firc institute of molecular oncology
A key insight on the enzymatic activity of AID

A key insight on the enzymatic activity of AID

A commentary to Svend Petersen-Mahrt's paper published on Journal of Experimental Medicine

by Michael Neuberger

June 2013

DNA alterations that lead to cancer are often generated via chemical or physical damage to our genomes and can be caused, for example, by smoking or UV light, which induce defined lesions into DNA. At the heart of our own defences against cancer lie a multitude of biochemical pathways that have evolved to repair this damage, keeping our genomes healthy. However, to ward off the invasive pathogens such as bacteria and viruses, evolution has also designed a system in which intentionally-induced DNA damage is a key step in producing a functional immune system.

A role for the RNA pol II-associated PAF complex in AID-induced immune diversification
Antibody diversification requires the DNA deaminase AID to induce DNA instability at immunoglobulin (Ig) loci upon B cell stimulation. For efficient cytosine deamination, AID requires single-stranded DNA and needs to gain access to Ig loci, with RNA pol II transcription possibly providing both aspects. To understand these mechanisms, we isolated and characterized endogenous AID-containing protein complexes from the chromatin of diversifying B cells. The majority of proteins associated with AID belonged to RNA polymerase II elongation and chromatin modification complexes. Besides the two core polymerase subunits, members of the PAF complex, SUPT5H, SUPT6H, and FACT complex associated with AID. We show that AID associates with RNA polymerase-associated factor 1 (PAF1) through its N-terminal domain, that depletion of PAF complex members inhibits AID-induced immune diversification, and that the PAF complex can serve as a binding platform for AID on chromatin. A model is emerging of how RNA polymerase II elongation and pausing induce and resolve AID lesions.. [PMID: 23008333]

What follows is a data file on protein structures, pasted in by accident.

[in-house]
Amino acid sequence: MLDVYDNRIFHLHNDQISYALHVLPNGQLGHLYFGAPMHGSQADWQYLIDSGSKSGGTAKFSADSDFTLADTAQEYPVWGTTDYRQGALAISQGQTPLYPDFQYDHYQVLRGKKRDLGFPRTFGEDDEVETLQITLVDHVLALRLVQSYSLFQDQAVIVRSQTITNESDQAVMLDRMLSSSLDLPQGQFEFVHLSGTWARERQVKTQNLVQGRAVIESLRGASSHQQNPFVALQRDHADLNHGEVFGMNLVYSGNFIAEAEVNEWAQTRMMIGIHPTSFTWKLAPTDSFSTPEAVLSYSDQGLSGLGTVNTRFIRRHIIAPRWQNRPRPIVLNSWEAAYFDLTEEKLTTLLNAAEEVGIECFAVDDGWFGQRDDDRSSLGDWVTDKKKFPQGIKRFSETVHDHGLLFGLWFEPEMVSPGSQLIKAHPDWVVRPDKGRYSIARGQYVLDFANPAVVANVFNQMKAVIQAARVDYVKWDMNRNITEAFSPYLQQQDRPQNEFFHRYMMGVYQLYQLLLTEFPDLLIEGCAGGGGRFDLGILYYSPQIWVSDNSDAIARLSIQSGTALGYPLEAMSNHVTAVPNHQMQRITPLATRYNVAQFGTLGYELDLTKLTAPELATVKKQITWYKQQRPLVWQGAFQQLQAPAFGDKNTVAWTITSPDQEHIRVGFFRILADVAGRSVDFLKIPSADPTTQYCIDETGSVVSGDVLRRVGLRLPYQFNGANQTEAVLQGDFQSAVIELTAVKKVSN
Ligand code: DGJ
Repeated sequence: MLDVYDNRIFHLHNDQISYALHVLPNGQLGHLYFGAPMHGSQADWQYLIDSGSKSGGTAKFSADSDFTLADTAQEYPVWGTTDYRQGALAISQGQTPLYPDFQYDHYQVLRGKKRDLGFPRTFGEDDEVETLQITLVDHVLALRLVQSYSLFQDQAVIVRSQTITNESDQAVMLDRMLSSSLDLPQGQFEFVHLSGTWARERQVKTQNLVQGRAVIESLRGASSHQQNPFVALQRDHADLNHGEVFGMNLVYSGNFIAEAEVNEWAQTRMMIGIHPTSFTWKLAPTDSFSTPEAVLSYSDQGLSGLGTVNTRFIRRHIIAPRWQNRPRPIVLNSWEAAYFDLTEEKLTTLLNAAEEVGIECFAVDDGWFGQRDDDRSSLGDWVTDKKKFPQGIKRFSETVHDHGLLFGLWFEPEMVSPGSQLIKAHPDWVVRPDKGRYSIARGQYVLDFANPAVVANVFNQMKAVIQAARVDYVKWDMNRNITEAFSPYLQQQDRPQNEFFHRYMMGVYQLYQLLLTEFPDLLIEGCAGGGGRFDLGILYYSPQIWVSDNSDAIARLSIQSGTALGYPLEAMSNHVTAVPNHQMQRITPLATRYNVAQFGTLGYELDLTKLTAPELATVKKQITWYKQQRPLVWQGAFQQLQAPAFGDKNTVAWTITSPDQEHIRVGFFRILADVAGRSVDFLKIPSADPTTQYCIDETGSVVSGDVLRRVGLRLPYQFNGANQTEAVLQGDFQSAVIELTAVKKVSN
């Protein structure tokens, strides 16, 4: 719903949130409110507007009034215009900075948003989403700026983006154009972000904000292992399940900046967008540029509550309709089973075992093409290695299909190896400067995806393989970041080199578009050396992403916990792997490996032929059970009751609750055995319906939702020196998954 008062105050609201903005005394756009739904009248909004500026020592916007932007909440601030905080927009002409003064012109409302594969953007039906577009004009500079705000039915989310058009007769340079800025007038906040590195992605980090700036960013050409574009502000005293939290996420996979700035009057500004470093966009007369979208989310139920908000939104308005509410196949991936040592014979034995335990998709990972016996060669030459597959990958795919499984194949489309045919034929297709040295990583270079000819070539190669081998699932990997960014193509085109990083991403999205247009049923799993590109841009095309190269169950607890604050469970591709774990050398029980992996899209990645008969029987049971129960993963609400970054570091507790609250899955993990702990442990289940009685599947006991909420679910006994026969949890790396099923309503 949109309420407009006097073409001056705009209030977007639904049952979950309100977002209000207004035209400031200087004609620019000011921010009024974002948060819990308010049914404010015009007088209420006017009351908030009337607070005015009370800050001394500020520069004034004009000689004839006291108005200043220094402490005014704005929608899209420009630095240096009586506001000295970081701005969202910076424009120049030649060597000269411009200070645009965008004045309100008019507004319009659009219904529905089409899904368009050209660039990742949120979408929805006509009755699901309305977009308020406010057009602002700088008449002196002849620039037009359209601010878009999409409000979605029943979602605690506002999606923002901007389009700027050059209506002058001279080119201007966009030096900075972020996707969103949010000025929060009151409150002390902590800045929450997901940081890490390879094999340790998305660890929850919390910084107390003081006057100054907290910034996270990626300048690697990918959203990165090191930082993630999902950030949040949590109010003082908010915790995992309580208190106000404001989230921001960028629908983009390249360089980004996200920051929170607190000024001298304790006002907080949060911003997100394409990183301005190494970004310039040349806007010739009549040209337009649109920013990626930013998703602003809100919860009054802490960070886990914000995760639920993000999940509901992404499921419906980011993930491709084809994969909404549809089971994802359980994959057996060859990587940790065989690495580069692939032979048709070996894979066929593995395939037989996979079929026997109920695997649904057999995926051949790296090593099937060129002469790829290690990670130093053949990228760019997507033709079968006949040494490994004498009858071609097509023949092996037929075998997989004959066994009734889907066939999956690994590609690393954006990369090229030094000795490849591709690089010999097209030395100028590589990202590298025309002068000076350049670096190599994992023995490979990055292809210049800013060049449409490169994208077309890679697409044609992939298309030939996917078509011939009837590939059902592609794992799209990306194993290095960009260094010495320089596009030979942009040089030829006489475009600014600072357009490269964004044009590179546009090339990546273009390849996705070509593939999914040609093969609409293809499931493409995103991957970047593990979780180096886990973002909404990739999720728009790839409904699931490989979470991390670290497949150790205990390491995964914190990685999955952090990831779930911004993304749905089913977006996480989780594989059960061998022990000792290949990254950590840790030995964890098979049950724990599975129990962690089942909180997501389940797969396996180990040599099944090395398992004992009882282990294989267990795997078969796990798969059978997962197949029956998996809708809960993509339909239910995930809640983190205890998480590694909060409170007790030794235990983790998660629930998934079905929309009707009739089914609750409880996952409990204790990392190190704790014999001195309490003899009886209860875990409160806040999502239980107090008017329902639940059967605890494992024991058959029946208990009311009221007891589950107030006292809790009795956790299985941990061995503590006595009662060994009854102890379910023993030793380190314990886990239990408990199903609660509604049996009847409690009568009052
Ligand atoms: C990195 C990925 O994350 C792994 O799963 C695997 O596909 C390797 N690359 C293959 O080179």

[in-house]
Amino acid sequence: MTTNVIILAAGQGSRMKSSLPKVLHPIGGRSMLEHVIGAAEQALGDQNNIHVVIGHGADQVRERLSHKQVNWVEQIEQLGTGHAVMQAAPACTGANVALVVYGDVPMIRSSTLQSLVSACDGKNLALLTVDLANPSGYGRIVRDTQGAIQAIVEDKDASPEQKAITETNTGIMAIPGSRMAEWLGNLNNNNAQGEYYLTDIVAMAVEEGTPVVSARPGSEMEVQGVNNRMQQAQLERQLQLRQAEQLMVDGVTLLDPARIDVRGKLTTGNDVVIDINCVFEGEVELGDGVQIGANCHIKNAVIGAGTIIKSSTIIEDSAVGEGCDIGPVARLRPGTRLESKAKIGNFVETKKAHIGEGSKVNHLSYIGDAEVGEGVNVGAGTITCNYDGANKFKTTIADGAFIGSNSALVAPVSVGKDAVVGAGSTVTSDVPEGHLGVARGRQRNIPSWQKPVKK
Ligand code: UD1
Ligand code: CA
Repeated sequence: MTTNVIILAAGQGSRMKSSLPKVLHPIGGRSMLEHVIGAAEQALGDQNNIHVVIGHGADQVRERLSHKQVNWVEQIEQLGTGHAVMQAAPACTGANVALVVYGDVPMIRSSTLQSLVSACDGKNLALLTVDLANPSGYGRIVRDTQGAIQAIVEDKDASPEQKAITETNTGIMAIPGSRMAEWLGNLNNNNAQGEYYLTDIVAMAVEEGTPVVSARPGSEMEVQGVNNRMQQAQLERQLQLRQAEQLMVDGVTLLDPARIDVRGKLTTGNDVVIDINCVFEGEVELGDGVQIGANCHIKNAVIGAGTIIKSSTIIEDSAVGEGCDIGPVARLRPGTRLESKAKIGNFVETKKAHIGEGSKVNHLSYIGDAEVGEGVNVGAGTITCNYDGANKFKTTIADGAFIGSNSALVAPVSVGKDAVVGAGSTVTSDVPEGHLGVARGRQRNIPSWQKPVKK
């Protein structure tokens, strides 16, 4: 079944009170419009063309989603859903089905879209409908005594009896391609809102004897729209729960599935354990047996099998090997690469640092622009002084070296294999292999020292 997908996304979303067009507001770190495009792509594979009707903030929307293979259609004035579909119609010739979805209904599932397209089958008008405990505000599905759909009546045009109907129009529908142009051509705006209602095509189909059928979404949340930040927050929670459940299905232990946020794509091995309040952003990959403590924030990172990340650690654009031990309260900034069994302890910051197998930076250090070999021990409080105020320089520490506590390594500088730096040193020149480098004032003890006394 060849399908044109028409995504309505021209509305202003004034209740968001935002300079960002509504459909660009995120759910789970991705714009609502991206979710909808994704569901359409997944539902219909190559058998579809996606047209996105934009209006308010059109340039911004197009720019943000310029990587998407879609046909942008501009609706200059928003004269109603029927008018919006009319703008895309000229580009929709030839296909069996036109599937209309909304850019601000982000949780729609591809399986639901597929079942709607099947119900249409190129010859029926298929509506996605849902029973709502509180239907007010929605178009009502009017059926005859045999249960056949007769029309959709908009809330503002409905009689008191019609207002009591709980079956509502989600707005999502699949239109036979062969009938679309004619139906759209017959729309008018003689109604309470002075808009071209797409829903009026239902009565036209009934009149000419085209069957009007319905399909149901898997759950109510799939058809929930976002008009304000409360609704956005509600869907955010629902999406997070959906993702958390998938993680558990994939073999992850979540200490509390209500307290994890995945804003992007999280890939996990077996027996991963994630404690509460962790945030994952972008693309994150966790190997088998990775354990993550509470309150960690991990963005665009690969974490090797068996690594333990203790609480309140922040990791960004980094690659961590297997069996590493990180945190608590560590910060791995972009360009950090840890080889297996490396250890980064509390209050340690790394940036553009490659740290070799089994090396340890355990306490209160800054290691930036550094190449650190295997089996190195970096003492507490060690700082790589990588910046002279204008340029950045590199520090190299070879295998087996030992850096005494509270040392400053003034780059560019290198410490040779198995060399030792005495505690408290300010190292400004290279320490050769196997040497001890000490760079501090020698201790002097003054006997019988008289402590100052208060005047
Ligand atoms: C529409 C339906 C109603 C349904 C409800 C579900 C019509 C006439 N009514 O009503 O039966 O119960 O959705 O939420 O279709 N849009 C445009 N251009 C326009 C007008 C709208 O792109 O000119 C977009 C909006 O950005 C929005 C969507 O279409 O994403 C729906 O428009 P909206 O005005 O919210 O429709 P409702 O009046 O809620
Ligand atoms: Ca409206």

The work from Dr. Petersen-Mahrt's laboratory provides a key insight into how this intentional DNA damage is introduced into the antibody genes, which in turn could also provide insight how such damage could lead to cancer. The breakthrough came from discovering how a small protein, AID, functions within the nucleus. AID is a member of a family of proteins that induce DNA damage by removing an amino group (deaminating) from the base cytosine in our DNA. If this deamination is not corrected, then the deaminated cytosine will miscode for another base during DNA copying and mutations will arise. Should AID lose its focus on its usual target (the antibody genes), then deaminated cytosines will be generated throughout the genome and cause mutations predisposing to cancer development. Using a novel approach to isolating AID protein from immune cells, Dr. Petersen-Mahrt's group was able, for the first time, to demonstrate the existence of a particular protein complex on chromatin containing AID and other members of the gene transcription machinery. By identifying an essential protein (PAF1) of the transcription machinery as an associated partner of AID, Dr. Petersen-Mahrt and his team were able to provide a model as to how the cell controls AID activity. During the act of transcribing a gene, the RNA polymerase will slow down, stall and restart - processes influenced by PAF1. If AID associates with RNA polymerase during this time, the deaminated cytosines might not be repaired but could give rise to mutations and recombination. Such a mechanism is consistent with molecular observations made by other laboratories in the field. A group from Rockefeller University had uncovered a complex that functions upstream of PAF1, while work of groups from Kyoto University and Harvard University identified downstream connections. Dr. Petersen-Mahrt was able to confirm all the proposed connections, which should greatly assist the emergence of a coherent view of how AID is retained and functions at the antibody gene loci.

The role of AID in causing cancer has been well documented, but suitable pharmacological targets, aside from AID, have not been identified: PAF1 may prove a possible target. Because AID has been implicated in the development of chemo-drug resistance in patients, interrupting the PAF1-AID association might be a means to control AID mutability during therapy. The on-going work in Dr. Petersen-Mahrt is geared towards using high-throughput analysis to identify AID and AID function inhibitors.
Evolutionary offsprings of AID (APOBEC3 family of proteins) are known to inhibit viral infections such as HIV. A recent report has shown that PAF1 has an important function in HIV restriction, yet a functional mechanism was not proposed. In light of Dr. Petersen-Mahrt lab's finding, it could be that the interaction of the AID/APOBEC family with the RNA transcription machinery is ancient and conserved, and pharmacological characterisation could be beneficial for cancer as well as HIV therapy.